Texas GOP Governor Considers Challenging 1982 Ruling Requiring Free Public Education

Yves here. The widely-anticipated Roe v. Wade reversal is bringing out all sorts of punitive impulses on other fronts. The big reason for resentment of undocumented immigrants is the assumption that they don’t pay taxes. But they do, even Social Security taxes. From the Columbus Dispatch last year:

A report from the office shows that 50% to 75% of undocumented immigrants pay billions in taxes each year — and have been since the Internal Revenue Service created a program 25 years ago allowing people without a Social Security number to file taxes.

When it comes to state and local taxes, undocumented immigrants pay more than $11 billion a year, according to a 2017 report from the Institute on Taxation and Economic Policy, a nonpartisan nonprofit based in Washington, D.C. In Ohio, they paid $83.2 million in state and local taxes in 2017, according to the institute.

On top of that, employers also use and re-use Social Security numbers for the purpose of withholding payroll taxes from undocumented workers.

And these immigrants pay gas taxes, property taxes via their rent, and sales taxes.

By Julia Conley. Originally published at Common Dreams

Days after rights advocates warned that the U.S. Supreme Court’s expected overruling of Roe v. Wade portends rollbacks of numerous rights for people in the U.S., Republican Gov. Greg Abbott of Texas said he wants to challenge a 40-year-old ruling that affirmed states must offer free public education to all children.

In a radio interview with right-wing host Joe Pagliarulo late Wednesday, Abbott discussed border security and agreed with the host’s claim that the children of undocumented immigrants place a “real burden on communities” when they attend public schools, as the Plyler v. Doe ruling required states to allow in 1982.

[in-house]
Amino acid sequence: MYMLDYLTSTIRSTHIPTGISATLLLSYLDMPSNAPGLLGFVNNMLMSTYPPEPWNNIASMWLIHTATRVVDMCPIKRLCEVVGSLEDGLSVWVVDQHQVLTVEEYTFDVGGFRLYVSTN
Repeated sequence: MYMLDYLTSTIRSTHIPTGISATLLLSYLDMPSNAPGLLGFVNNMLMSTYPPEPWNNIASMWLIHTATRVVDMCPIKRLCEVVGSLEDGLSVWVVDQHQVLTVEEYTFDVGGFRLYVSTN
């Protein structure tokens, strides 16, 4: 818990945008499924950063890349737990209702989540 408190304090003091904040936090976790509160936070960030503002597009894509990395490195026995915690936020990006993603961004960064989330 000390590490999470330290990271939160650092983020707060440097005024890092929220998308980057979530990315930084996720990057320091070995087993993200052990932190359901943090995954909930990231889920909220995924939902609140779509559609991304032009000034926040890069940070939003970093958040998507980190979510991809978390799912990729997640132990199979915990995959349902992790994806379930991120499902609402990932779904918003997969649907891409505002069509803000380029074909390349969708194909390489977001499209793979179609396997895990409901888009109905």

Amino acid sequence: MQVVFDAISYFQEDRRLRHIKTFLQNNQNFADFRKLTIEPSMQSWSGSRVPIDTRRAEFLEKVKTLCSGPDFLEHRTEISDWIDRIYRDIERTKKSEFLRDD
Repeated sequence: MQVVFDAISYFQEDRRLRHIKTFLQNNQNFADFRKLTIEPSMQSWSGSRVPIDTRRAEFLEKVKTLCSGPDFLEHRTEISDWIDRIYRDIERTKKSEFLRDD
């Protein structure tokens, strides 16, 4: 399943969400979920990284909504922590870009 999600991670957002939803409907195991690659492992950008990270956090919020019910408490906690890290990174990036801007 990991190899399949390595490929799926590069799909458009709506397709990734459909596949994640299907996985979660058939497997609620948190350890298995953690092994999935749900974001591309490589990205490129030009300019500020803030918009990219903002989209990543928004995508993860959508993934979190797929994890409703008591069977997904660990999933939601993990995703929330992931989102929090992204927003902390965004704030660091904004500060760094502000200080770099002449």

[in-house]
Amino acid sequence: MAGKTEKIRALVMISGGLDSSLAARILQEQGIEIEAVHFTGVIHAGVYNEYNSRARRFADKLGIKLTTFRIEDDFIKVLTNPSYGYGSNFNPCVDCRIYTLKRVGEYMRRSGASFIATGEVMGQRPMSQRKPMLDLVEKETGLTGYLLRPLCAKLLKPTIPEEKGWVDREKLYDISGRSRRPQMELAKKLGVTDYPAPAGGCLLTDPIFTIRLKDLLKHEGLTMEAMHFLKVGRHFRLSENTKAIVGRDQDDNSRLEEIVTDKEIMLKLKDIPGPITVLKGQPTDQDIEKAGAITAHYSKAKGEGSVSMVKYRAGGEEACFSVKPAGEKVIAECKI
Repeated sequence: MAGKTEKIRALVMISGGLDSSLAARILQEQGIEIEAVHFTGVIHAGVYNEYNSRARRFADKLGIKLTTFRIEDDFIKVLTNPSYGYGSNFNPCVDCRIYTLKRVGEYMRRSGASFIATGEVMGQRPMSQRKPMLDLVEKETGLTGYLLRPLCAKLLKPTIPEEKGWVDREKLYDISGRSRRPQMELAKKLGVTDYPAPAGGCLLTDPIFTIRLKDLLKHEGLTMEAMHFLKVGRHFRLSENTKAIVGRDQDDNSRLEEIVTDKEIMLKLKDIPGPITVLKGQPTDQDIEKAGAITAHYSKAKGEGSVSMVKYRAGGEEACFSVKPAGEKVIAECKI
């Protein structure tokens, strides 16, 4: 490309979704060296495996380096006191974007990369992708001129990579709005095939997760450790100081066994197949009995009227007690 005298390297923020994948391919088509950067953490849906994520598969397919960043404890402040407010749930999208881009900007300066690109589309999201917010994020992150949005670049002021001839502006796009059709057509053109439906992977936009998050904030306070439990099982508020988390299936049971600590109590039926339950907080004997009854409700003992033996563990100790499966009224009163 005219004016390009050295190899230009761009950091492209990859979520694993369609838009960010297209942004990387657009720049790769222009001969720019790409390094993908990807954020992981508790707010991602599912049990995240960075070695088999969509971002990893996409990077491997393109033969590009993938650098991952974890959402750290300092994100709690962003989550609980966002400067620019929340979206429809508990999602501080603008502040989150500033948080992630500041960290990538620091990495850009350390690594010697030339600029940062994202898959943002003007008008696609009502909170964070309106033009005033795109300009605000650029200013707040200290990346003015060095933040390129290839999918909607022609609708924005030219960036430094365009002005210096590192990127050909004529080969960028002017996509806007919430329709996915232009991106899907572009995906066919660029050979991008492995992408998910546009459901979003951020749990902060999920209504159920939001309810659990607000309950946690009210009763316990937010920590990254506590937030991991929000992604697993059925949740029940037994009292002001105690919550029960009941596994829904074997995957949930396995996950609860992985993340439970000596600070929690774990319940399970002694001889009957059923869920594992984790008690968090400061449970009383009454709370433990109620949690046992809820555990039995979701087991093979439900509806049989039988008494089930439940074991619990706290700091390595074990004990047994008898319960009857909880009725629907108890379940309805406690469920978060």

“The challenges put on our public systems [are] extraordinary,” Abbott said. “Texas already long ago sued the federal government about having to incur the costs of the education program… And the Supreme Court ruled against us on the issue about denying, or let’s say Texas having to bear that burden.”

“I think we will resurrect that case and challenge this issue again, because the expenses are extraordinary and the times are different than when Plyler v. Doe was issued many decades ago,” the governor added.

The Plyler case arose from a 1975 decision by the state of Texas to permit school districts to deny admission or charge tuition to undocumented immigrant families. The Mexican American Legal Defense and Educational Fund filed a class action lawsuit after Tyler Independent School District charged $1,000 per year to children who did not provide proof of American citizenship.

The case eventually was taken up by the Supreme Court and the justices ruled 5-4 that all children in the U.S. were entitled to free public education under the 14th Amendment’s Equal Protection clause.

Abbott’s comments came two days after a draft opinion was leaked from the U.S. Supreme Court showing that the court’s right-wing majority voted earlier this year to overrule Roe, a move that would eliminate abortion rights for millions of women in states hostile to reproductive justice.

“The leaked opinion is an invitation to all manner of challenges to deeply rooted precedents,” said Tom Jawetz, former vice president of immigration policy at the Center for American Progress.

Abbott’s threat to the children of undocumented immigrants, said one healthcare advocate, exemplified the late comedian George Carlin’s summation of the anti-choice movement’s views on the rights of children.

“I can’t believe this has to be said, but ALL children deserve access to a quality public education,” said Gwenn Burud, a Democratic candidate for the Texas state Senate. “Unlike the other side, I understand what settled precedent means.”

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